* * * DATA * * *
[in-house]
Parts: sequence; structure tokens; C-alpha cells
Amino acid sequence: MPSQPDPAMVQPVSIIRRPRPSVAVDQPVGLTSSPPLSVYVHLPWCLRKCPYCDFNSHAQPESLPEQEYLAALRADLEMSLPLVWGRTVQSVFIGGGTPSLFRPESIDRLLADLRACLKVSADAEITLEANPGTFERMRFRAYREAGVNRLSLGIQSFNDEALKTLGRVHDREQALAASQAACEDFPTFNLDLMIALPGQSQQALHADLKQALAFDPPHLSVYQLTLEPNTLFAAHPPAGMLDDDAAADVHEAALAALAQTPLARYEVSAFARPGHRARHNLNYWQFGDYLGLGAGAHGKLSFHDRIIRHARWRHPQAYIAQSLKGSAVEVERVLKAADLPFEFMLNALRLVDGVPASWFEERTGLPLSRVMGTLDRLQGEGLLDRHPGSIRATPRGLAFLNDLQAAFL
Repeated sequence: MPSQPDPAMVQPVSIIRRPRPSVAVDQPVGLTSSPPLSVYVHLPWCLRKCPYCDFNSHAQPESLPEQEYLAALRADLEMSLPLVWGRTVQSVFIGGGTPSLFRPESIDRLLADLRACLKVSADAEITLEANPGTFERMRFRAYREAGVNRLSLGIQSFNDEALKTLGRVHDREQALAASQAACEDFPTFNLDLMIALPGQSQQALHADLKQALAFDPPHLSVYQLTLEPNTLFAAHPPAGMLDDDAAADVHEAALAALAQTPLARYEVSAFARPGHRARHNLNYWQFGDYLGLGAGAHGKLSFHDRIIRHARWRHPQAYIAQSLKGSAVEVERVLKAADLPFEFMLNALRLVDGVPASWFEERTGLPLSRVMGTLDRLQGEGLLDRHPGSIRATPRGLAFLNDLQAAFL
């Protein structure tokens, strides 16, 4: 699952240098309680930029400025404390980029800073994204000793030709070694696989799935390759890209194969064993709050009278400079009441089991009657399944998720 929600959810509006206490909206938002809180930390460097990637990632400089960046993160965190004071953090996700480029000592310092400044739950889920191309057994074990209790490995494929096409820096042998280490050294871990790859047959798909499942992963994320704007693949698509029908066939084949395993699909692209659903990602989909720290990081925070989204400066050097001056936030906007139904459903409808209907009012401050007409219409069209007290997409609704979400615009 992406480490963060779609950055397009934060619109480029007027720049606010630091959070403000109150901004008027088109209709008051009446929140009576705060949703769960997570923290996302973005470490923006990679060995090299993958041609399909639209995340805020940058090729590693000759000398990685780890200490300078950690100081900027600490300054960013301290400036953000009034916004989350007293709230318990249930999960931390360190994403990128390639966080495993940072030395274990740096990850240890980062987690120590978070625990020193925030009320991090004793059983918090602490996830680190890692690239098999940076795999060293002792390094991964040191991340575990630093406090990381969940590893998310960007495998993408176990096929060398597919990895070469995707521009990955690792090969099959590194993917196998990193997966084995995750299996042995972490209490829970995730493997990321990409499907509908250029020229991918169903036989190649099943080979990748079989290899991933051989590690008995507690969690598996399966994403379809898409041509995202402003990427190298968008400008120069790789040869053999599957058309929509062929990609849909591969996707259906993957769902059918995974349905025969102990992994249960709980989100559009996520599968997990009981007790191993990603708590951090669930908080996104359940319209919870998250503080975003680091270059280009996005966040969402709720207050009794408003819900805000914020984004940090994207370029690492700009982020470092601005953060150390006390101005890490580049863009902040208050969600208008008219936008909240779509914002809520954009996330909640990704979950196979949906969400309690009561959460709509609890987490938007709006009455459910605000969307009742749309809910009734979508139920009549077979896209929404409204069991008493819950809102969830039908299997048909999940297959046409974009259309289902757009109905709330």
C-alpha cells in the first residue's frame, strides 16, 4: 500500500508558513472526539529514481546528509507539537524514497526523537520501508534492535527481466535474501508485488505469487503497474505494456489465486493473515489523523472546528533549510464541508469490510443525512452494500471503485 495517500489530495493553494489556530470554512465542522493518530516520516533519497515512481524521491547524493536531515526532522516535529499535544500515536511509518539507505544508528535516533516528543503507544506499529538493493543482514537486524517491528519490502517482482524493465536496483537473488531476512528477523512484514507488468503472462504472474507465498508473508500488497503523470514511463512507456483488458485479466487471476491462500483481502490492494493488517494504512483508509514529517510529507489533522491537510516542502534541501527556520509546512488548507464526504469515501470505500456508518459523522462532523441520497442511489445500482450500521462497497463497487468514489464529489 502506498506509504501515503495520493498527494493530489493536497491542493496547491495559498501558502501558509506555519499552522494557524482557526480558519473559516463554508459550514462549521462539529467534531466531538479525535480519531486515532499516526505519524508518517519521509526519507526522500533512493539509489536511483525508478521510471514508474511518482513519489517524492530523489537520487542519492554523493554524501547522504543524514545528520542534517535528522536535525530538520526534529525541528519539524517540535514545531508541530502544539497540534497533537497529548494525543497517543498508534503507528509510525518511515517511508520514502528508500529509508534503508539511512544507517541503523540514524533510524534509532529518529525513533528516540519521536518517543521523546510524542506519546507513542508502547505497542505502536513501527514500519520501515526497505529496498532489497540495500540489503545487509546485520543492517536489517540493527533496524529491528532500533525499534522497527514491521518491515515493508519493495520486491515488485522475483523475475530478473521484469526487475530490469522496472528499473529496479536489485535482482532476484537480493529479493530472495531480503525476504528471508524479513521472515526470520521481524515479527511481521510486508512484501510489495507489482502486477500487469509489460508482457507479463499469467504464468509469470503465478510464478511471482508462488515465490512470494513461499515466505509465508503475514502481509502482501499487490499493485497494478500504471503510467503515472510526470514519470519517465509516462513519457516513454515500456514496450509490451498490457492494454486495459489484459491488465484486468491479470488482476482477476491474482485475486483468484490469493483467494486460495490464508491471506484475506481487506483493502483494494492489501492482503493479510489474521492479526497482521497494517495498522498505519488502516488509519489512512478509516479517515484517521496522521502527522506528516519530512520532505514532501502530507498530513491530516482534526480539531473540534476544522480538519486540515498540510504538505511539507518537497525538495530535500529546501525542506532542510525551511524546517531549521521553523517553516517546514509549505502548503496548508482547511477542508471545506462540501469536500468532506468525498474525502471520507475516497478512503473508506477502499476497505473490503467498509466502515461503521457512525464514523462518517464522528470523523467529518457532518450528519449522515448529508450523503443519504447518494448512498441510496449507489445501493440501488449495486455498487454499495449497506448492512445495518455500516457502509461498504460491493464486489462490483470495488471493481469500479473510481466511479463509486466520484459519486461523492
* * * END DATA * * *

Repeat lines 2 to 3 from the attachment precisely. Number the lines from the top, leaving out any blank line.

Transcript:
Parts: sequence; structure tokens; C-alpha cells
Amino acid sequence: MPSQPDPAMVQPVSIIRRPRPSVAVDQPVGLTSSPPLSVYVHLPWCLRKCPYCDFNSHAQPESLPEQEYLAALRADLEMSLPLVWGRTVQSVFIGGGTPSLFRPESIDRLLADLRACLKVSADAEITLEANPGTFERMRFRAYREAGVNRLSLGIQSFNDEALKTLGRVHDREQALAASQAACEDFPTFNLDLMIALPGQSQQALHADLKQALAFDPPHLSVYQLTLEPNTLFAAHPPAGMLDDDAAADVHEAALAALAQTPLARYEVSAFARPGHRARHNLNYWQFGDYLGLGAGAHGKLSFHDRIIRHARWRHPQAYIAQSLKGSAVEVERVLKAADLPFEFMLNALRLVDGVPASWFEERTGLPLSRVMGTLDRLQGEGLLDRHPGSIRATPRGLAFLNDLQAAFL